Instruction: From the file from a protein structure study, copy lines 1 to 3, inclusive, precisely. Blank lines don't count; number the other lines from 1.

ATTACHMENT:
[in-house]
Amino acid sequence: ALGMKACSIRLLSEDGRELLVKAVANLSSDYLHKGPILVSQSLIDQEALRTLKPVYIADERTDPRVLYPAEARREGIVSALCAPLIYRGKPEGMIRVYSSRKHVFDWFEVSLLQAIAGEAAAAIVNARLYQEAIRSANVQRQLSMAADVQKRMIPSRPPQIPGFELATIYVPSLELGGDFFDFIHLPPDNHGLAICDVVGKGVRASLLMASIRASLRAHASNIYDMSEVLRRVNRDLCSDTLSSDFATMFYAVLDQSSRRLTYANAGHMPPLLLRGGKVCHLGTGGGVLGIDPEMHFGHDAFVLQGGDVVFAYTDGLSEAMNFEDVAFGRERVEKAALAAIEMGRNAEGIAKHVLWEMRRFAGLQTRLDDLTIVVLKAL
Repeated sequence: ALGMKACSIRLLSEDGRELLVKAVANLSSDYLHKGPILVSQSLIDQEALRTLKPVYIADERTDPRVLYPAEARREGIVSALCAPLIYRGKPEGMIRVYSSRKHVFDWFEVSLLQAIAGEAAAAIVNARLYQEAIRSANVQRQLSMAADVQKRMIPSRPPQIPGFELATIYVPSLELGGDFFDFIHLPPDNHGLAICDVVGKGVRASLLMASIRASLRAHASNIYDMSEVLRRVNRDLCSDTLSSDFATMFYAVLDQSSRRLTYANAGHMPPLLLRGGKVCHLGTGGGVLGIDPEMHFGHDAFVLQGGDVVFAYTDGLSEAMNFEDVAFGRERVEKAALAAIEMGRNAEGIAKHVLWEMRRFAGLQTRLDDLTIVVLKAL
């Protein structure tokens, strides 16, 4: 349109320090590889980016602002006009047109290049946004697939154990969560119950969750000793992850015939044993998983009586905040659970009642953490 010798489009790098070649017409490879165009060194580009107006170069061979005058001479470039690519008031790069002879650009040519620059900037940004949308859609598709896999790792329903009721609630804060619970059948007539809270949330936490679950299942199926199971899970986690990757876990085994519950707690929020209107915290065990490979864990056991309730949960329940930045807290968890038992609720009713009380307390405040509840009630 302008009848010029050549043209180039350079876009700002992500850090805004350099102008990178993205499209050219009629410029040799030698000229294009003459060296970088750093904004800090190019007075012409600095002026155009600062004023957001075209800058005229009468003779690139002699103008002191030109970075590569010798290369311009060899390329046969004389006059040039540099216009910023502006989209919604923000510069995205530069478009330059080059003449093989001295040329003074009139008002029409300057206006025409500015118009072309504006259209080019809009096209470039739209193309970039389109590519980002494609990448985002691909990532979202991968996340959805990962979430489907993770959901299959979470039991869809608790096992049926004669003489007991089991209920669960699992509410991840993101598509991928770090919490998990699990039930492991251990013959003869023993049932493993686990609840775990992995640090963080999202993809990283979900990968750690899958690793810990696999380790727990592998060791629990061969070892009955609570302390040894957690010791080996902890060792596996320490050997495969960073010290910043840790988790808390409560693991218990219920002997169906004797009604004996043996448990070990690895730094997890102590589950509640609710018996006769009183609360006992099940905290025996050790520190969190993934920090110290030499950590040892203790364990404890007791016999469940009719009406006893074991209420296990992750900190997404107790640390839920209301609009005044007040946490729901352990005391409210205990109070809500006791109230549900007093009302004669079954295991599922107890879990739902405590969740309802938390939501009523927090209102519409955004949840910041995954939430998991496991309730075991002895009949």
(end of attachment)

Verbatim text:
[in-house]
Amino acid sequence: ALGMKACSIRLLSEDGRELLVKAVANLSSDYLHKGPILVSQSLIDQEALRTLKPVYIADERTDPRVLYPAEARREGIVSALCAPLIYRGKPEGMIRVYSSRKHVFDWFEVSLLQAIAGEAAAAIVNARLYQEAIRSANVQRQLSMAADVQKRMIPSRPPQIPGFELATIYVPSLELGGDFFDFIHLPPDNHGLAICDVVGKGVRASLLMASIRASLRAHASNIYDMSEVLRRVNRDLCSDTLSSDFATMFYAVLDQSSRRLTYANAGHMPPLLLRGGKVCHLGTGGGVLGIDPEMHFGHDAFVLQGGDVVFAYTDGLSEAMNFEDVAFGRERVEKAALAAIEMGRNAEGIAKHVLWEMRRFAGLQTRLDDLTIVVLKAL
Repeated sequence: ALGMKACSIRLLSEDGRELLVKAVANLSSDYLHKGPILVSQSLIDQEALRTLKPVYIADERTDPRVLYPAEARREGIVSALCAPLIYRGKPEGMIRVYSSRKHVFDWFEVSLLQAIAGEAAAAIVNARLYQEAIRSANVQRQLSMAADVQKRMIPSRPPQIPGFELATIYVPSLELGGDFFDFIHLPPDNHGLAICDVVGKGVRASLLMASIRASLRAHASNIYDMSEVLRRVNRDLCSDTLSSDFATMFYAVLDQSSRRLTYANAGHMPPLLLRGGKVCHLGTGGGVLGIDPEMHFGHDAFVLQGGDVVFAYTDGLSEAMNFEDVAFGRERVEKAALAAIEMGRNAEGIAKHVLWEMRRFAGLQTRLDDLTIVVLKAL